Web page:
'Racoon eyes' reveal serious head injury

Racoon Eyes - evidence of a brain injury

Cyclists come in all shapes and sizes and all ages too. That’s the beauty of cycling; anyone can do it and there is no cut off point. However, all can find themselves at the mercy of careless drivers.

Brenda Mitchell first met her wonderful cycling client in October 2015. He had been a client of another firm but as they didn’t specialise in cycling collisions, the file was referred to Cycle Law Scotland. On file was an opinion from an Advocate valuing the claim at £12,000.

John, aged 75, cycled approximately 100 miles a week before his accident on 8th September 2013. Competent and experienced, he was involved in a collision that wasn’t his fault; a collision that has had a huge impact on himself and those around him.

On the day in question, John was out for a solo training ride near his home. It was a fine day with good weather conditions; the time was around 2pm. John was established on a roundabout, travelling at approximately 15mph, when a driver failed to give way and crossed onto the roundabout towards him. John was unable to take evasive action. He was thrown from his bicycle and onto the carriageway. The car driver immediately apologised and admitted that he had been at fault.

On arrival at the Glasgow Royal Infirmary, John was examined, X-rayed and diagnosed with having sustained soft tissue injuries. He had been wearing a helmet but, such was the force of the impact, he sustained a head injury and had classic panda eye or racoon eye bruising around both eyes.

For several months, he suffered from intermittent, throbbing headaches; these were later diagnosed by a medical expert as symptoms of post-traumatic migraine. He also suffered persistent stiffness, discomfort and lack of mobility in his neck, and discomfort and stiffness in his right shoulder. The neck pain eased somewhat after a period of nine months, but the shoulder was never resolved.

However, it was the head injury symptoms that were most profound. Following the accident, John, who was previously a relaxed and laid-back person, became irritable and snappy. He suddenly had a tendency to ‘fly off the handle’ easily, and could find himself irritated by very small things. He also experienced problems with cognitive functioning: simple tasks became a big problem for him, and he found that it was difficult to follow conversations involving more than two or three other people. In addition, he became aware of a significant deterioration in his short-term memory, as well as an impeded ability to organise day-to-day activities. Simple things like arranging to cut the grass became very difficult for him, and his wife had to take over the responsibility of everyday administration.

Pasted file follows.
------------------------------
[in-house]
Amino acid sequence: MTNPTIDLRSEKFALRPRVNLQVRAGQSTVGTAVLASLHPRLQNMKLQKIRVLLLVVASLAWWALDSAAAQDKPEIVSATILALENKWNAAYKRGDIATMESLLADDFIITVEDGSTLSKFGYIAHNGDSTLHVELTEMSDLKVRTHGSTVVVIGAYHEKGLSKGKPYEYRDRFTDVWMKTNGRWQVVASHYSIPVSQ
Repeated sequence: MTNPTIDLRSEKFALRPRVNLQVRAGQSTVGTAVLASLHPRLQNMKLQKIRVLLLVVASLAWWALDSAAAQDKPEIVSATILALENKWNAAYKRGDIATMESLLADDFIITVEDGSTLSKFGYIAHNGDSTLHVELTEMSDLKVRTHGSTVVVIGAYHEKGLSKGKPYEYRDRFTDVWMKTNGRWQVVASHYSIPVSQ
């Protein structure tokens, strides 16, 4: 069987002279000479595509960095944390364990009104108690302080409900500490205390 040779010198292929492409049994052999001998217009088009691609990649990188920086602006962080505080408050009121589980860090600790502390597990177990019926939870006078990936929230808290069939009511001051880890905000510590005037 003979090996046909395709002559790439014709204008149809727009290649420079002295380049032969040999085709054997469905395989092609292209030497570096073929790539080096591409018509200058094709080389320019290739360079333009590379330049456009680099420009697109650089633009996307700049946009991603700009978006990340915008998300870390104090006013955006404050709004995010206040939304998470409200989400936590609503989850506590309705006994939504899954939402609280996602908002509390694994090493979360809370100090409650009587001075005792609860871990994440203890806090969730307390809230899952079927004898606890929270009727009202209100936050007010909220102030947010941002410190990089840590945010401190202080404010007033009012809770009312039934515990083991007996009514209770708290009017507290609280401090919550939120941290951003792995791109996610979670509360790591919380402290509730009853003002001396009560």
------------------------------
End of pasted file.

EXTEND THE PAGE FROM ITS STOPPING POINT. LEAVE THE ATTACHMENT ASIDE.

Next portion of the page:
Taken together, these symptoms – personality change, mood swings, and problems with academic, cognitive and intellectual functioning – suggested that John was suffering from post-traumatic syndrome disorder.

Brenda met John and his wife on a number of occasions and, recognising his difficulties, instructed a report from a Consultant neurologist. Although liability was admitted, the driver’s insurance company failed to provide adequate compensation for John’s very serious injury. Proceedings were raised in Court and before the final court hearing John’s case was settled at a level almost four times more than the value placed on his claim at the outset.

Today, John has returned to cycling but no longer has the confidence to cycle alone, preferring the company of others. He’s an inspirational character. Brenda still admires his resolve and the fact he did manage to get back on two wheels. He had many stories to tell her of his old cycling days. For all of us at Cycle Law Scotland, this case reflects what we do best. We are passionate cyclists, but importantly, experienced lawyers. It’s that experience that allows us to recognise symptoms and put in place the instruction of the best medical experts in their field to report on the injuries. We get to know our clients and their families.

In head injury cases, where the symptoms are often more subtle, such as forgetfulness and irritability, it’s best to speak to the family to get the true picture of the suffering. It’s only when that full picture is obtained, that you can identify your medical experts and properly quantify the claim. Of course, we know it’s not all about the award of damages. It’s just as important to provide support and guidance to secure the best outcome. John will never return to his pre- accident happy-go-lucky state, but he and his family are now better placed to manage his difficulties and his cycling is helping his recovery.

It was a long and difficult journey for John and his incredibly supportive wife but with steely determination we prevailed. We like to think we don’t just make a difference, we are the difference.

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